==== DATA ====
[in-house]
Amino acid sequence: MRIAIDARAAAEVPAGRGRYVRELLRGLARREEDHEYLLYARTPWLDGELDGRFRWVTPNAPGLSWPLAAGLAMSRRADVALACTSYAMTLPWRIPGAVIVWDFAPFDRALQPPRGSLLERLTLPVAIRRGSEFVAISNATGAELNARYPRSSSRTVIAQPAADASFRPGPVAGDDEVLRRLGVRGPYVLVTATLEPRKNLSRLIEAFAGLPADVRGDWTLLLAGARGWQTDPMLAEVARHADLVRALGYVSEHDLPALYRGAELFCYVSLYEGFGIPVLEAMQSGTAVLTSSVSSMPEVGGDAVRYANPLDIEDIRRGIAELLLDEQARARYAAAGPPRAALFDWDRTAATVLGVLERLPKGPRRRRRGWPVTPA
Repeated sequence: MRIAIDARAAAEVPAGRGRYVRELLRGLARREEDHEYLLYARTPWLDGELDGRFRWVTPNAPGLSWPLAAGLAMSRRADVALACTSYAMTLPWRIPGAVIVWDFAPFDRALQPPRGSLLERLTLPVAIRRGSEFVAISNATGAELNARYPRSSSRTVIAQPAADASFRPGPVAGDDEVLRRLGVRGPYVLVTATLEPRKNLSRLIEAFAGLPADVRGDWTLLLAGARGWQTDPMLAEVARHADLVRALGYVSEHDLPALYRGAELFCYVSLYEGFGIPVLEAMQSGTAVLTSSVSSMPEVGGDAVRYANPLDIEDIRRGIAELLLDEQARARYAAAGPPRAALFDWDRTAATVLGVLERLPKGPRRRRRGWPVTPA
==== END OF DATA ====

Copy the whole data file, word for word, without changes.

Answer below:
[in-house]
Amino acid sequence: MRIAIDARAAAEVPAGRGRYVRELLRGLARREEDHEYLLYARTPWLDGELDGRFRWVTPNAPGLSWPLAAGLAMSRRADVALACTSYAMTLPWRIPGAVIVWDFAPFDRALQPPRGSLLERLTLPVAIRRGSEFVAISNATGAELNARYPRSSSRTVIAQPAADASFRPGPVAGDDEVLRRLGVRGPYVLVTATLEPRKNLSRLIEAFAGLPADVRGDWTLLLAGARGWQTDPMLAEVARHADLVRALGYVSEHDLPALYRGAELFCYVSLYEGFGIPVLEAMQSGTAVLTSSVSSMPEVGGDAVRYANPLDIEDIRRGIAELLLDEQARARYAAAGPPRAALFDWDRTAATVLGVLERLPKGPRRRRRGWPVTPA
Repeated sequence: MRIAIDARAAAEVPAGRGRYVRELLRGLARREEDHEYLLYARTPWLDGELDGRFRWVTPNAPGLSWPLAAGLAMSRRADVALACTSYAMTLPWRIPGAVIVWDFAPFDRALQPPRGSLLERLTLPVAIRRGSEFVAISNATGAELNARYPRSSSRTVIAQPAADASFRPGPVAGDDEVLRRLGVRGPYVLVTATLEPRKNLSRLIEAFAGLPADVRGDWTLLLAGARGWQTDPMLAEVARHADLVRALGYVSEHDLPALYRGAELFCYVSLYEGFGIPVLEAMQSGTAVLTSSVSSMPEVGGDAVRYANPLDIEDIRRGIAELLLDEQARARYAAAGPPRAALFDWDRTAATVLGVLERLPKGPRRRRRGWPVTPA